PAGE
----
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"We Need to Pray": A sermon on James 5:17-18

We need to pray, not because we are trying to change God and his will, but because prayer changes us.

We Need to Pray: A sermon on James 5:17-18

Our text for today: “Elijah was a man with a nature like ours, and he prayed fervently that it might not rain, and for three years and six months, it did not rain on the earth. Then he prayed again, and heaven gave rain, and the earth bore its fruit.”

Elijah was a great prophet and a man of God. He experienced many miracles in his life. Yet when James talks about Elijah, he doesn’t mention the spectacular feats he accomplished. He talks about his praying.

Elijah was known as a man who prayed. This is amazing. Even though Elijah has seen many miracles, he did not take for granted that God wants us to pray. In fact, the Bible says he prayed fervently.

Sometimes, we wonder, “Do I really need to pray? Since God is sovereign, does my prayer really matter all that much? Isn’t God going to do what he wants to anyway?” Most people believe that. That’s why most of us do not feel a need to pray.

Why should we pray? Does prayer really change anything? Does my prayer actually matter? Why do we need to pray?

When we look at Elijah’s life, we can begin to understand why we need to pray. Prayer has the power to change us. Our text says: “Elijah prayed fervently that it might not rain, and for three years and six months, it did not rain on the earth. Then he prayed again, and heaven gave rain, and the earth bore its fruit.”

This refers to the story in 1 Kings where Elijah confronted Ahab, the wicked king of Israel. Ahab had led the people of Israel into gross idolatry. They were unfaithful to the one true God. This all started when Jezebel encouraged her husband to set-up the worship of Baal, the god of the Sidonians.

Things got so bad that God announced judgment upon Ahab and the unfaithful Israelites. Elijah declared to King Ahab that a drought would come. He said, “As the Lord, the God of Israel, lives, whom I serve, there will be neither dew nor rain in the next few years except at my word.”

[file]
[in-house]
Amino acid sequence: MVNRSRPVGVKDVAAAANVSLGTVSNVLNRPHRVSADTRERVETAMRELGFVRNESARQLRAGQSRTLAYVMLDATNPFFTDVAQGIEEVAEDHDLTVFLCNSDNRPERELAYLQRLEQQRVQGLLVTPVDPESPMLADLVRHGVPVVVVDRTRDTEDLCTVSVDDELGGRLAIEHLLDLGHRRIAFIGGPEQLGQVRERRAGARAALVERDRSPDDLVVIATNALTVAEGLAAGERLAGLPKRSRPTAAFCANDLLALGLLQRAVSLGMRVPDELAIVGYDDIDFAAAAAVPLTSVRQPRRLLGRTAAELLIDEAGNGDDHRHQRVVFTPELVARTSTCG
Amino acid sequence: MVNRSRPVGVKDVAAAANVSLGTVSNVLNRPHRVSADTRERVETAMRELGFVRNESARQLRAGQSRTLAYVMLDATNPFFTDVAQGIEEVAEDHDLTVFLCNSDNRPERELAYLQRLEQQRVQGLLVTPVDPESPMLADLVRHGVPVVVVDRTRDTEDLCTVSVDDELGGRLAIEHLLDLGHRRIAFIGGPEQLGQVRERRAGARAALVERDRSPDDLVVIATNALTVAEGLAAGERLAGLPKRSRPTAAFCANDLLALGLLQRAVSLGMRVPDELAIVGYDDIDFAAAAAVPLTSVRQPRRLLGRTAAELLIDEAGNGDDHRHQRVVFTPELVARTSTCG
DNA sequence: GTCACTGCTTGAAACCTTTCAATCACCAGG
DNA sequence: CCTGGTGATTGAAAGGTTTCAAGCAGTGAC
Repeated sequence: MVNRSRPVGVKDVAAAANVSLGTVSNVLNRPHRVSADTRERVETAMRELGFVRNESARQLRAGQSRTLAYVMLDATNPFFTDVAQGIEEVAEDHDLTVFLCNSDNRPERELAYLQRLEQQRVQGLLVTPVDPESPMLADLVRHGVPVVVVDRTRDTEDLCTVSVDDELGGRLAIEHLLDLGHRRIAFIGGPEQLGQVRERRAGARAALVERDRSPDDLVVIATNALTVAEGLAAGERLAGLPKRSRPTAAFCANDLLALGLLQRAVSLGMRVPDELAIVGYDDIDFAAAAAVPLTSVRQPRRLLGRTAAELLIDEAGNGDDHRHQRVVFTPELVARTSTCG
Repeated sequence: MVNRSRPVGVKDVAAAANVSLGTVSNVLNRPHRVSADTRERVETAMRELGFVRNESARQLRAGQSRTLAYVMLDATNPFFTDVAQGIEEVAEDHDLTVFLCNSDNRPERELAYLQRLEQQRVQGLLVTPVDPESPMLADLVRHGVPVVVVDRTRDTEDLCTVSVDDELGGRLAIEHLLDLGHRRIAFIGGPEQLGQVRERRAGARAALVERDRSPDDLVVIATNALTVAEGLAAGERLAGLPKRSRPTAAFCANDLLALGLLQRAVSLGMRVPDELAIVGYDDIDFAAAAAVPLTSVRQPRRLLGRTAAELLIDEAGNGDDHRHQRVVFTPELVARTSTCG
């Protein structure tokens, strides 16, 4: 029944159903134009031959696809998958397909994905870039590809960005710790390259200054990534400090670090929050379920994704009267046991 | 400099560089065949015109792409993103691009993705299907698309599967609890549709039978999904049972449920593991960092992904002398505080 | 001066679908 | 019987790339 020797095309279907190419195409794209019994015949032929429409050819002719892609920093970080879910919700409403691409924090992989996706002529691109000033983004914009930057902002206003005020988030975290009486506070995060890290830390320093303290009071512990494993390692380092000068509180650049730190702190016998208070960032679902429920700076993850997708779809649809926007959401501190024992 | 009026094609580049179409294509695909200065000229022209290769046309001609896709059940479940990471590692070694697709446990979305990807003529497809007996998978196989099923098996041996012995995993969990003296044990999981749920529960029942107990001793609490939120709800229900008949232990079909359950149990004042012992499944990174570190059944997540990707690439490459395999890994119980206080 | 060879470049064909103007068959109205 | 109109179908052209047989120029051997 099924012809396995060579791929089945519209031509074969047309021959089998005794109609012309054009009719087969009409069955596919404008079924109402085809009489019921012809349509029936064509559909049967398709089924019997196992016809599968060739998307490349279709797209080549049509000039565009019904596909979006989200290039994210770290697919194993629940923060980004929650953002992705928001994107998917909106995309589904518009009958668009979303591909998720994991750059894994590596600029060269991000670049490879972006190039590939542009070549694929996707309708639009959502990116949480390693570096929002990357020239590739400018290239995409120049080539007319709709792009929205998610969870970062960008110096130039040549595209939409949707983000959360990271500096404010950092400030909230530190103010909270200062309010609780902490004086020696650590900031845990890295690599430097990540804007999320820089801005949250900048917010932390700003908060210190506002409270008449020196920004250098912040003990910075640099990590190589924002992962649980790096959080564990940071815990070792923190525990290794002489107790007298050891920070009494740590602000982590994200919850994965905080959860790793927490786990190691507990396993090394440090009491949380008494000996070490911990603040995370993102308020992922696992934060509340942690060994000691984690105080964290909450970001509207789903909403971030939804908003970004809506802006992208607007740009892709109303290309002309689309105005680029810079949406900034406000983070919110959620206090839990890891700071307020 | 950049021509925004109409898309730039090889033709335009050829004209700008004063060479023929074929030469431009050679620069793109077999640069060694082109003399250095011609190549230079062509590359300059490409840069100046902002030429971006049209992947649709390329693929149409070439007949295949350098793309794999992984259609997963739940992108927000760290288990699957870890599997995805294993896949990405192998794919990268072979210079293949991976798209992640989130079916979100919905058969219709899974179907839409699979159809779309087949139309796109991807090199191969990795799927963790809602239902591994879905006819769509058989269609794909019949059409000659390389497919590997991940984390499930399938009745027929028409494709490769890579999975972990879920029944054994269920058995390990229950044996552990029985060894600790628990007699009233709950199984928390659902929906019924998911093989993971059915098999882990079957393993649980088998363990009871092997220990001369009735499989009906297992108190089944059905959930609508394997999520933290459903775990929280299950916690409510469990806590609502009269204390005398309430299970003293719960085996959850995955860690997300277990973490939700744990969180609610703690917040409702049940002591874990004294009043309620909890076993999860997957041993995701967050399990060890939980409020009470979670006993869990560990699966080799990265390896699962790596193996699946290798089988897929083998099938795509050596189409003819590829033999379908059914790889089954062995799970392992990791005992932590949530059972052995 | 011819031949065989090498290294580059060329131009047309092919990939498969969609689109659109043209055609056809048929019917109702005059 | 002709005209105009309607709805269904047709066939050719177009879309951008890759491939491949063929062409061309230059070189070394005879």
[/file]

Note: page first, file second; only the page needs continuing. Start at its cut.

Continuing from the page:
Elijah then departed and stayed with a widow at Zarephath in Sidon. He stayed with her for about three and a half years. God then told Elijah, “Go and present yourself to Ahab, and I will send rain on the land.”

Elijah then had the famous and dramatic confrontation with the prophets of Baal on Mount Carmel. After this, Elijah declared to Ahab that it would now rain. Then he went to the top of Mount Carmel and he prayed for rain.

The first time Elijah prayed, nothing happened. The second time he prayed, nothing happened. This continued on like this until the seventh time. Then, the sky grew black with clouds, the wind rose, and a heavy rain come upon the land.

Elijah prayed fervently and the rain came after the long drought. Can you imagine a drought lasting for over three years, especially in a dry place like the land of Palestine? We know what a severe drought we have been having in the Midwest this summer. Imagine that drought lasting for three years. Imagine everything just drying up and turning brown.

I think that image of a drought can also be used to describe our spiritual life. Sometimes we go through a long period where it seems as if our spiritual life just dries up and turns brown. We go through a drought of our soul as we don’t pray, we don’t worship, we don’t’ read the Bible, we don’t have faith. Like the Israelites of King Ahab’s day, we fall away from God and become unfaithful.

But then we are reminded of our Lord Jesus Christ. He is the One who enters into the drought of our spiritual life. Our Lord comes to us and he brings the rain from heaven that gives new life. He bestows upon us the sweet refreshing waters of Holy Baptism. He waters our soul with the rain from heaven, the rain of forgiveness and grace, the rain of God’s love and mercy.

This is true because our Lord enters our drought as he hangs upon the cross. On the cross, Jesus carried all of our unfaithfulness and unbelief. He carried all of our sin and guilt. He then cried out, “I thirst,” as he suffers the punishment we deserve. He suffers our drought so that we might receive the rain from heaven.